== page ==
Ricardo A Cardellino, Terumi Mukai
1975 Genetics  
In the process of testing whether or not the independent-locus selection model holds true with previously estimated genetic parameters (cf. Mukai and Maruyama 1971) in D. melanogaster collected near Raleigh, North Carolina, we found an abnormal phenomenon: an unusually large increase in dominance variance for viability in comparison with additive variance with the accumulation of mutations on 140 randomly sampled, inversion-free second chromosomes. Mutations were accumulated only through males
more » ... only through males heterozygous for the Pm-carrying chromosomes [In(2LR)bwV1] and the extracted second chromosomes, and the genetic variance components were estimated by using a partial diallel cross method.—Further investigations clarified that chromosome abberations occurred at a frequency of 0.0114 per second chromosome per generation (inversions: 0.0098; transpositions: 0.0011; translocations: 0.0004), and recessive lethal mutations occurred at an average rate of 0.031 per second chromosome per generation.—From these results and from the amount of change in the homozygous load, it was speculated that about 60-70% of the second chromosomes used had a kind of mutator which induced chromosome and/or chromatid breaks at a minimum rate of 0.18 per second chromosome per generation. These breaks resulted in recessive lethal mutations at a rate more than ten times higher than the normal rate. Also these breaks were most probably the cause of male recombination.—The above unusual increase in dominance variance can be explained by assuming that chromosome segments, introduced into the extracted "wild" chromosomes by male recombinations (double cross-over) from the marker chromosomes [In(2LR)bwV1], showed heterosis and linkage disequilibria with deleterious mutations and possibly with other introduced segments.—Finally, the nature and possible significance of mutator factors are discussed.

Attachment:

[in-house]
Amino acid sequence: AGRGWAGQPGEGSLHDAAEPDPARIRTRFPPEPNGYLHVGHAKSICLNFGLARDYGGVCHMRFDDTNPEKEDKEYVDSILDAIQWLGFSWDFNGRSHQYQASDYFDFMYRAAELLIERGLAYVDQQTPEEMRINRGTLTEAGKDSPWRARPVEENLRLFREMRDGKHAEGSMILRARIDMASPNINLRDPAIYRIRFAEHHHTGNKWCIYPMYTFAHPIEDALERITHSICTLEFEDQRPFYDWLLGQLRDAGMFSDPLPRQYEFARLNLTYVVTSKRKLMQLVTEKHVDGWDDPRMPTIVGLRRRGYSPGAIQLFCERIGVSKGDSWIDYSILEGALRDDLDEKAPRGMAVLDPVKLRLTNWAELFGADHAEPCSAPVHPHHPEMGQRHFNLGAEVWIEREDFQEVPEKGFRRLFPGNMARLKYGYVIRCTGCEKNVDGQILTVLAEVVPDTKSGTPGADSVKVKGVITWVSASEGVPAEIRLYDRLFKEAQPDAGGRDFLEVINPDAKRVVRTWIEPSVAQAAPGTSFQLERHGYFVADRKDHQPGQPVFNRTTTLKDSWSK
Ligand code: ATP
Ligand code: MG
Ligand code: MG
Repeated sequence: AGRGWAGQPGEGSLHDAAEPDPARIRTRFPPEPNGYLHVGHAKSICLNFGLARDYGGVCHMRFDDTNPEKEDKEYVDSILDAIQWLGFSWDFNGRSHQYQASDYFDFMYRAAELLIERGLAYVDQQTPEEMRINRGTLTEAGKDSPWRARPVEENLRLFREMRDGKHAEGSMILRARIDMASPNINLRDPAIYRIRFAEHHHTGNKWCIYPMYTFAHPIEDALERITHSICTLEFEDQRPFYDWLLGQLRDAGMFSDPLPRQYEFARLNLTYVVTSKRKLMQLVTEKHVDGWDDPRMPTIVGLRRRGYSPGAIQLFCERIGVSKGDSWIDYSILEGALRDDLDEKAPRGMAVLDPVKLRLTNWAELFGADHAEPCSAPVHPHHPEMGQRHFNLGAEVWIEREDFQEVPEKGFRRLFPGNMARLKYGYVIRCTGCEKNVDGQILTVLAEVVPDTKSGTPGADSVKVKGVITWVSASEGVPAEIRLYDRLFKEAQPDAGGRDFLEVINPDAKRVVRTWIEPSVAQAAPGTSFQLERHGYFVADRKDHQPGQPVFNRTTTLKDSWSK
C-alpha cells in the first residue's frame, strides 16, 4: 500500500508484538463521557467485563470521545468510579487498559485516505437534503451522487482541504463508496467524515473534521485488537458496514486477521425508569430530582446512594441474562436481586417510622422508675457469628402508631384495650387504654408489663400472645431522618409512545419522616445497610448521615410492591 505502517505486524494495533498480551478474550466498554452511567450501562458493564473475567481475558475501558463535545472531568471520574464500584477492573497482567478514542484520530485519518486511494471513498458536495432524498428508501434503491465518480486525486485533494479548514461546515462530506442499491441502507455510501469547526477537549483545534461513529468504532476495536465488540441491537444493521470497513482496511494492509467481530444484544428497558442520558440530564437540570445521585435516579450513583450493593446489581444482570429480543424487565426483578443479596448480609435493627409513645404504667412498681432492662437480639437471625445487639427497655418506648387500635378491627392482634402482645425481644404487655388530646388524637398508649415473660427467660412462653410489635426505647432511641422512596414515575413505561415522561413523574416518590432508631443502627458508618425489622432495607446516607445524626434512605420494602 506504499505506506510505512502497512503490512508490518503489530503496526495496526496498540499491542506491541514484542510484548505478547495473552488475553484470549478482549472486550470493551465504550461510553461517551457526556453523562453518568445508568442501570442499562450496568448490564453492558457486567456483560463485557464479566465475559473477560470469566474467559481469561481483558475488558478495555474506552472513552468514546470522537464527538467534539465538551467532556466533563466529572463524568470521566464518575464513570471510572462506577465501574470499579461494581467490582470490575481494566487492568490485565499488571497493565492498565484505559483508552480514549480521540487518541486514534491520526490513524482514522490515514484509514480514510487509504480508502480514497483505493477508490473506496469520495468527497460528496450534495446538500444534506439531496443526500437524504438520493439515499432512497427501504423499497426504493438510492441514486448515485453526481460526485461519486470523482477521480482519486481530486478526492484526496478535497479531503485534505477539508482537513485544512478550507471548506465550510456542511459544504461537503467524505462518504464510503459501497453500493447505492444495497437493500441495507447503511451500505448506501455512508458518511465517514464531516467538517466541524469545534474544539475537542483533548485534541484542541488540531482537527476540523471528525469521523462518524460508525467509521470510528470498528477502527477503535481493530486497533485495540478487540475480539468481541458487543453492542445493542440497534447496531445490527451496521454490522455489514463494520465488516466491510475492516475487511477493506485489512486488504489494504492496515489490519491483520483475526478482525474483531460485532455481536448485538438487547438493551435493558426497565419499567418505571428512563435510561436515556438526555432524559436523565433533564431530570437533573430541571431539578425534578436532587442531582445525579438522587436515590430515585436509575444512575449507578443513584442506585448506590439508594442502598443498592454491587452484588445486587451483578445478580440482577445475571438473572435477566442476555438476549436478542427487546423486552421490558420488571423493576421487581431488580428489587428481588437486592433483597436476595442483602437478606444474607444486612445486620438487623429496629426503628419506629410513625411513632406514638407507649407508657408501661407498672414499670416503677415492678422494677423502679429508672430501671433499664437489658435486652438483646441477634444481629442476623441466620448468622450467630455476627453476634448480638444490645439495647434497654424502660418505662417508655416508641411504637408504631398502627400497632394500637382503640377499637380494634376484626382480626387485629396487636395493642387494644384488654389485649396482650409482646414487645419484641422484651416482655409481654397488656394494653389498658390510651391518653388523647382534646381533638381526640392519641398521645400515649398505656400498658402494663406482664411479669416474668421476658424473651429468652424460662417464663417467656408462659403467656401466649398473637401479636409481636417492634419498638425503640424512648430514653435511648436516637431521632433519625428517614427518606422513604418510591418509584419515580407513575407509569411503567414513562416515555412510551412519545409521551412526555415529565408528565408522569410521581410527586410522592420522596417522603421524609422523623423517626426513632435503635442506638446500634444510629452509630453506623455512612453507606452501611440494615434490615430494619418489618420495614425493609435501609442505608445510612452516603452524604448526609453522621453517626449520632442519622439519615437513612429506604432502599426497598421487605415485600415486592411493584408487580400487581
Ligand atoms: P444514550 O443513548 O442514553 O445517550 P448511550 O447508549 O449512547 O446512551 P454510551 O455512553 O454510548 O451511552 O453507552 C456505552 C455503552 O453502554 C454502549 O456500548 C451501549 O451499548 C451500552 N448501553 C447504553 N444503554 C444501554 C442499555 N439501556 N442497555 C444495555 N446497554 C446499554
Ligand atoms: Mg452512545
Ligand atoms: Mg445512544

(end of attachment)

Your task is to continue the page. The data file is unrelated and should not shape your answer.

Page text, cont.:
doi:10.1093/genetics/80.3.567 fatcat:7ddxujxon5hgheipy3zjyjj7ma